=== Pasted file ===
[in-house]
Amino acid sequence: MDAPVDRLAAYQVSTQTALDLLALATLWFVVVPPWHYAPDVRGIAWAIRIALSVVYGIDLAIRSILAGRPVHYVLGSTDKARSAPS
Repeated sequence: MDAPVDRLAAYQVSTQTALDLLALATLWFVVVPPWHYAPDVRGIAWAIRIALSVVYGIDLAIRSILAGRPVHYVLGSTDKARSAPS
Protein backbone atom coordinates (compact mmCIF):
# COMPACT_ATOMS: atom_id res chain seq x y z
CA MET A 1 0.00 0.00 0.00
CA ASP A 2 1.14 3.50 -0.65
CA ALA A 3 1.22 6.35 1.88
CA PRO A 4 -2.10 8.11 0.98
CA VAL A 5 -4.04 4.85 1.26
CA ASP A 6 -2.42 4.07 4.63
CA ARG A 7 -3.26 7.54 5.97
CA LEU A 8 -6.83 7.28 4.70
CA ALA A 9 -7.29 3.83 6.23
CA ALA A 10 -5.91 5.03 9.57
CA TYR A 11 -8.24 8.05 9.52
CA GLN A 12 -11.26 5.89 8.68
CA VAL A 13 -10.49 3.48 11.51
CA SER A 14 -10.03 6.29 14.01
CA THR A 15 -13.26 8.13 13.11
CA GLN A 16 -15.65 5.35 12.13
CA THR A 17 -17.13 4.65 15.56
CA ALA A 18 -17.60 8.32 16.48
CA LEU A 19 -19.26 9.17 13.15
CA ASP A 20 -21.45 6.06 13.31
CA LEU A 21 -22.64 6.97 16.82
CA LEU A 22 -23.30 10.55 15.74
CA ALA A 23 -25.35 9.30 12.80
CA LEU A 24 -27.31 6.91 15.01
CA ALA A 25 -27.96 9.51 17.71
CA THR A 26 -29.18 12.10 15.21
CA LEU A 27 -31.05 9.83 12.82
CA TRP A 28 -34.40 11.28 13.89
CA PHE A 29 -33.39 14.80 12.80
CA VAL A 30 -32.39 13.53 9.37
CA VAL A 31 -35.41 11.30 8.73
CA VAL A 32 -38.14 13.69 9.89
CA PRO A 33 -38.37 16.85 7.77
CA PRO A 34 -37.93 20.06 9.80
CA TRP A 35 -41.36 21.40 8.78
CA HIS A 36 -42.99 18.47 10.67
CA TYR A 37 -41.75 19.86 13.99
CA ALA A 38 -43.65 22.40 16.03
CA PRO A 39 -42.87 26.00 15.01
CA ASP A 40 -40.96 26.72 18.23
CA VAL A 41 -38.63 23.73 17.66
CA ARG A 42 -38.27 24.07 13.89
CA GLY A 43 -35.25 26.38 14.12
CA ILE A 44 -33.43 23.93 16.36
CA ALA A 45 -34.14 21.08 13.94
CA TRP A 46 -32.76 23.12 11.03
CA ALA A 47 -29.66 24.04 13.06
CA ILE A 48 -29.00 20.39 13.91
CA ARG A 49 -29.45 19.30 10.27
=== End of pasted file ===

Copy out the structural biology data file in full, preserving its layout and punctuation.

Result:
[in-house]
Amino acid sequence: MDAPVDRLAAYQVSTQTALDLLALATLWFVVVPPWHYAPDVRGIAWAIRIALSVVYGIDLAIRSILAGRPVHYVLGSTDKARSAPS
Repeated sequence: MDAPVDRLAAYQVSTQTALDLLALATLWFVVVPPWHYAPDVRGIAWAIRIALSVVYGIDLAIRSILAGRPVHYVLGSTDKARSAPS
Protein backbone atom coordinates (compact mmCIF):
# COMPACT_ATOMS: atom_id res chain seq x y z
CA MET A 1 0.00 0.00 0.00
CA ASP A 2 1.14 3.50 -0.65
CA ALA A 3 1.22 6.35 1.88
CA PRO A 4 -2.10 8.11 0.98
CA VAL A 5 -4.04 4.85 1.26
CA ASP A 6 -2.42 4.07 4.63
CA ARG A 7 -3.26 7.54 5.97
CA LEU A 8 -6.83 7.28 4.70
CA ALA A 9 -7.29 3.83 6.23
CA ALA A 10 -5.91 5.03 9.57
CA TYR A 11 -8.24 8.05 9.52
CA GLN A 12 -11.26 5.89 8.68
CA VAL A 13 -10.49 3.48 11.51
CA SER A 14 -10.03 6.29 14.01
CA THR A 15 -13.26 8.13 13.11
CA GLN A 16 -15.65 5.35 12.13
CA THR A 17 -17.13 4.65 15.56
CA ALA A 18 -17.60 8.32 16.48
CA LEU A 19 -19.26 9.17 13.15
CA ASP A 20 -21.45 6.06 13.31
CA LEU A 21 -22.64 6.97 16.82
CA LEU A 22 -23.30 10.55 15.74
CA ALA A 23 -25.35 9.30 12.80
CA LEU A 24 -27.31 6.91 15.01
CA ALA A 25 -27.96 9.51 17.71
CA THR A 26 -29.18 12.10 15.21
CA LEU A 27 -31.05 9.83 12.82
CA TRP A 28 -34.40 11.28 13.89
CA PHE A 29 -33.39 14.80 12.80
CA VAL A 30 -32.39 13.53 9.37
CA VAL A 31 -35.41 11.30 8.73
CA VAL A 32 -38.14 13.69 9.89
CA PRO A 33 -38.37 16.85 7.77
CA PRO A 34 -37.93 20.06 9.80
CA TRP A 35 -41.36 21.40 8.78
CA HIS A 36 -42.99 18.47 10.67
CA TYR A 37 -41.75 19.86 13.99
CA ALA A 38 -43.65 22.40 16.03
CA PRO A 39 -42.87 26.00 15.01
CA ASP A 40 -40.96 26.72 18.23
CA VAL A 41 -38.63 23.73 17.66
CA ARG A 42 -38.27 24.07 13.89
CA GLY A 43 -35.25 26.38 14.12
CA ILE A 44 -33.43 23.93 16.36
CA ALA A 45 -34.14 21.08 13.94
CA TRP A 46 -32.76 23.12 11.03
CA ALA A 47 -29.66 24.04 13.06
CA ILE A 48 -29.00 20.39 13.91
CA ARG A 49 -29.45 19.30 10.27